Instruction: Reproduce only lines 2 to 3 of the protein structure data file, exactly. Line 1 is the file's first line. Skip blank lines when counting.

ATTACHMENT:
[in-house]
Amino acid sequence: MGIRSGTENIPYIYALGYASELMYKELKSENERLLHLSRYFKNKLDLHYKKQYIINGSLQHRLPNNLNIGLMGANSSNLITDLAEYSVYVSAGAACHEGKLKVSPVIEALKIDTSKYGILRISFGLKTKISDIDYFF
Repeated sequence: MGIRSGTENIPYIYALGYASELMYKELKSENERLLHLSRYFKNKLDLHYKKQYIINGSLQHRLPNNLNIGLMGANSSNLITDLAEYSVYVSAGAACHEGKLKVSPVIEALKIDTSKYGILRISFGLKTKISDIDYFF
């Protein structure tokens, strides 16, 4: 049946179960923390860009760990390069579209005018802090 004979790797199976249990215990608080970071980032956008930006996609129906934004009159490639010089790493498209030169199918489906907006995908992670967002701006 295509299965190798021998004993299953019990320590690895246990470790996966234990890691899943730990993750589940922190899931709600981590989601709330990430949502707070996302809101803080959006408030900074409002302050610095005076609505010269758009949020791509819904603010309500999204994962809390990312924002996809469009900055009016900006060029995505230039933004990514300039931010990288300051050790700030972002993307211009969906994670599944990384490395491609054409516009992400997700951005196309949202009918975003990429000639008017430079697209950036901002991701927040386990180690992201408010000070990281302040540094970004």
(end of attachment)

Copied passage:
Amino acid sequence: MGIRSGTENIPYIYALGYASELMYKELKSENERLLHLSRYFKNKLDLHYKKQYIINGSLQHRLPNNLNIGLMGANSSNLITDLAEYSVYVSAGAACHEGKLKVSPVIEALKIDTSKYGILRISFGLKTKISDIDYFF
Repeated sequence: MGIRSGTENIPYIYALGYASELMYKELKSENERLLHLSRYFKNKLDLHYKKQYIINGSLQHRLPNNLNIGLMGANSSNLITDLAEYSVYVSAGAACHEGKLKVSPVIEALKIDTSKYGILRISFGLKTKISDIDYFF